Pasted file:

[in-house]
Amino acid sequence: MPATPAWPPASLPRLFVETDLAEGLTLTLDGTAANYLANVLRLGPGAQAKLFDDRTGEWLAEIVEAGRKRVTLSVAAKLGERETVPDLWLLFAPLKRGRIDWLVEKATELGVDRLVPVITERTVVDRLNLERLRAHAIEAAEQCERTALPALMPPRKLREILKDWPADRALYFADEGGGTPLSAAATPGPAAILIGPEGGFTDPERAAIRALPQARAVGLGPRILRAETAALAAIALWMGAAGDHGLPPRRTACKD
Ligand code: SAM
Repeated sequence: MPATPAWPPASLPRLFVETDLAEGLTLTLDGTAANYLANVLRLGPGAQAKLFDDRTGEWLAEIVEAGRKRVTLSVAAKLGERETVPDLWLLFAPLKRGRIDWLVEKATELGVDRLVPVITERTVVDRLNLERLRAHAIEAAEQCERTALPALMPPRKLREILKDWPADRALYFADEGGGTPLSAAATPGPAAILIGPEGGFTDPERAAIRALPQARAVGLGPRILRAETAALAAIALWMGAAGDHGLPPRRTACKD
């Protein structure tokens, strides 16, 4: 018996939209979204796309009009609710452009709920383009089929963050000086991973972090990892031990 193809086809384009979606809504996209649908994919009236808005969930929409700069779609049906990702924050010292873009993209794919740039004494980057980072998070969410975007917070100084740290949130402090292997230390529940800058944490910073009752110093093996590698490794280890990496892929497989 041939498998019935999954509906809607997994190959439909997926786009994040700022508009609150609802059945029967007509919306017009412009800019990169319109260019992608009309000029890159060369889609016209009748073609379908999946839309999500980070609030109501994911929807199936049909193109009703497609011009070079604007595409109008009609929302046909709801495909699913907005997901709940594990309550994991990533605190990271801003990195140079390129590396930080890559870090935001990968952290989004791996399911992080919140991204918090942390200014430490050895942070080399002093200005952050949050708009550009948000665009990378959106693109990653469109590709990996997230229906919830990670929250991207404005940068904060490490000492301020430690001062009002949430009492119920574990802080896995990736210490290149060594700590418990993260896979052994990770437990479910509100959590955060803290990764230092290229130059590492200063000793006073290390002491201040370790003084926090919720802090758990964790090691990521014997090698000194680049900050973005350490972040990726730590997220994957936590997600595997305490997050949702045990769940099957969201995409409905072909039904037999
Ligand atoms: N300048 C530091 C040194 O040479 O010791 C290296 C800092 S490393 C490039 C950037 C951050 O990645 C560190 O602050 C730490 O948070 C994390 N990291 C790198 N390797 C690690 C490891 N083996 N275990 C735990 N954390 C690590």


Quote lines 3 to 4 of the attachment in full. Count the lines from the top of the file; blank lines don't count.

Ligand code: SAM
Repeated sequence: MPATPAWPPASLPRLFVETDLAEGLTLTLDGTAANYLANVLRLGPGAQAKLFDDRTGEWLAEIVEAGRKRVTLSVAAKLGERETVPDLWLLFAPLKRGRIDWLVEKATELGVDRLVPVITERTVVDRLNLERLRAHAIEAAEQCERTALPALMPPRKLREILKDWPADRALYFADEGGGTPLSAAATPGPAAILIGPEGGFTDPERAAIRALPQARAVGLGPRILRAETAALAAIALWMGAAGDHGLPPRRTACKD